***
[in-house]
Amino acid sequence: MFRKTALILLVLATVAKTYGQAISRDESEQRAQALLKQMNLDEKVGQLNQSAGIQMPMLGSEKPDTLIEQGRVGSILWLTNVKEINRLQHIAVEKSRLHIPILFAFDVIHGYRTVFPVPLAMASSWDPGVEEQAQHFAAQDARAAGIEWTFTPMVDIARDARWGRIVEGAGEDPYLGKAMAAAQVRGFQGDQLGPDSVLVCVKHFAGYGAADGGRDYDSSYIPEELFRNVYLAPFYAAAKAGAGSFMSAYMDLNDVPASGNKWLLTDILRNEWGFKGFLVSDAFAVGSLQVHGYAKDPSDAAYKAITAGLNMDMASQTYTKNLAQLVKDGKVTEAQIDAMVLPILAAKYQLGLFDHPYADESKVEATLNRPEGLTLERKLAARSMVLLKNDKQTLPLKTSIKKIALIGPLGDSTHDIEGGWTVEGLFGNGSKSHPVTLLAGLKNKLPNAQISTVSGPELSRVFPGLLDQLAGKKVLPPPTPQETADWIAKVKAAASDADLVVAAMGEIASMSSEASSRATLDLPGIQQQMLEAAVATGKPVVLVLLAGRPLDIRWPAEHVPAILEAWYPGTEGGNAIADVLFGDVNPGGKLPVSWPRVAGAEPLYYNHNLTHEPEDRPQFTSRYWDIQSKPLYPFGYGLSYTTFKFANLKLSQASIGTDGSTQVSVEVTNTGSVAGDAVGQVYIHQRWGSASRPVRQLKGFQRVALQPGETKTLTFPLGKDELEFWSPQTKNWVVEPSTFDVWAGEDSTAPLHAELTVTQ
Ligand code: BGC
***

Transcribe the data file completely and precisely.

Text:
[in-house]
Amino acid sequence: MFRKTALILLVLATVAKTYGQAISRDESEQRAQALLKQMNLDEKVGQLNQSAGIQMPMLGSEKPDTLIEQGRVGSILWLTNVKEINRLQHIAVEKSRLHIPILFAFDVIHGYRTVFPVPLAMASSWDPGVEEQAQHFAAQDARAAGIEWTFTPMVDIARDARWGRIVEGAGEDPYLGKAMAAAQVRGFQGDQLGPDSVLVCVKHFAGYGAADGGRDYDSSYIPEELFRNVYLAPFYAAAKAGAGSFMSAYMDLNDVPASGNKWLLTDILRNEWGFKGFLVSDAFAVGSLQVHGYAKDPSDAAYKAITAGLNMDMASQTYTKNLAQLVKDGKVTEAQIDAMVLPILAAKYQLGLFDHPYADESKVEATLNRPEGLTLERKLAARSMVLLKNDKQTLPLKTSIKKIALIGPLGDSTHDIEGGWTVEGLFGNGSKSHPVTLLAGLKNKLPNAQISTVSGPELSRVFPGLLDQLAGKKVLPPPTPQETADWIAKVKAAASDADLVVAAMGEIASMSSEASSRATLDLPGIQQQMLEAAVATGKPVVLVLLAGRPLDIRWPAEHVPAILEAWYPGTEGGNAIADVLFGDVNPGGKLPVSWPRVAGAEPLYYNHNLTHEPEDRPQFTSRYWDIQSKPLYPFGYGLSYTTFKFANLKLSQASIGTDGSTQVSVEVTNTGSVAGDAVGQVYIHQRWGSASRPVRQLKGFQRVALQPGETKTLTFPLGKDELEFWSPQTKNWVVEPSTFDVWAGEDSTAPLHAELTVTQ
Ligand code: BGC